Vela Manusaute's Big Balls show is a highly entertaining hour of stylish humour.
He invites you to join his 'Fellowship of the Balls', where balls are used as a metaphor for things that are significant; white balls, short balls and coconut balls to name but a few.
He takes you on an energetic, but personal, journey that ranges from teachers mispronouncing his name and lessons from YouTube through to taking his kids to the supermarket in South Auckland (and locking them in the car) and to being married for 18 years.
Vela doesn't go for the belly laughs but for the more subtle home-truths that make you laugh inside. It is a poignant journey that enthrals and entertains and is delivered with energy and subtlety.
He is provocative to the audience but draws them in with warmth and humour.
I leave with a broad smile on my face, and from the enthusiastic applause from the crowd I know that they do too.
The show started off in the classic Kila Kokonut Krew slapstick style that we are all familiar with. But it was not long before it was obvious that Vela Manusaute was totally on the ball. His latest show at the NZ International Comedy Festival titled Big Balls was a great way to get the ball rolling and to talk about the tough ‘ball breaking’ issues.
The tone of a show riddled with silly ball puns very quickly turned serious, making us realise that it was a different ball game altogether.
Vela’s creation of an all too familiar authority figure which can only be described as a cross between a religious leader and a motivational speaker was powerful, making the delivery of his ‘balls’ of wisdom unstoppable. It was great to see a Pacific Island created character, however insufferable, giving his fellow Kiwis a kick in the balls with special poignancy.
His use of the ‘ball’ metaphor was a great device, as opposed to sermonizing, which in turn made the audience immediately play ball rather than allowing the subtext to fall on deaf ears.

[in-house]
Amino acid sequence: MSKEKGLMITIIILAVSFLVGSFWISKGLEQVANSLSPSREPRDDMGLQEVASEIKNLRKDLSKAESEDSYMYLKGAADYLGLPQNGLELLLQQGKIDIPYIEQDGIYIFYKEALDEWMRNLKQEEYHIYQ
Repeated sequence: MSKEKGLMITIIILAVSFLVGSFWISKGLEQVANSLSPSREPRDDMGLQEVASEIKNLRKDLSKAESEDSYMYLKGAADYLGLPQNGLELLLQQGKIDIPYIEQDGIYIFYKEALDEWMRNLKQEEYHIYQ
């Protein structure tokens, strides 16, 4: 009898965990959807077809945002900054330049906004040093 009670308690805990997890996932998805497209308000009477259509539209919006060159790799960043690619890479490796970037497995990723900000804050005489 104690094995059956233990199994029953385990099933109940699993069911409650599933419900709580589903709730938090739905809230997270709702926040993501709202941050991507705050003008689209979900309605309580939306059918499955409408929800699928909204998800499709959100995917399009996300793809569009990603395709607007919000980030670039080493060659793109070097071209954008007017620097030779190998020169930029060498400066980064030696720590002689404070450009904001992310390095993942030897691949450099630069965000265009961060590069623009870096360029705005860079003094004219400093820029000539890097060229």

Many difficult and contentious issues were pertinent to the Pacific Island community, from which Vela hails. However his ability to make light of rather serious issues such as child abuse, religion and health made you keep your eye on the ball at all times, as an audience member. It also proved that Vela indeed has ‘big balls’ because he had the courage to broach these controversial issues that are too often swept under the carpet.
And the amazeballs thing about the show was that the no-holds-barred performance left no one safe, not even his ball and chain Anapela, in the audience tonight, was left unscathed.
Just when you thought a balls-up was about to occur the show went from balderdash to genius that reduced the crowd from nervous laughter, to shocked silence back to hysterical laughter again.
Putting his ‘big balls’ on the line was something that could have easily bounced back in his face. But he totally succeeded – the audience hung on his every word laughing and heeding the serious messages throughout the hour-long show.
Interestingly you ultimately realise that the ball is indeed now in our court to confront these uncomfortable subjects that we have avoided for far too long.
Vela’s decision to discuss these controversial issues head-on was definitely courageous and took big balls to execute.
To sum up, Vela’s show begs the question: “What is courage?” – This is.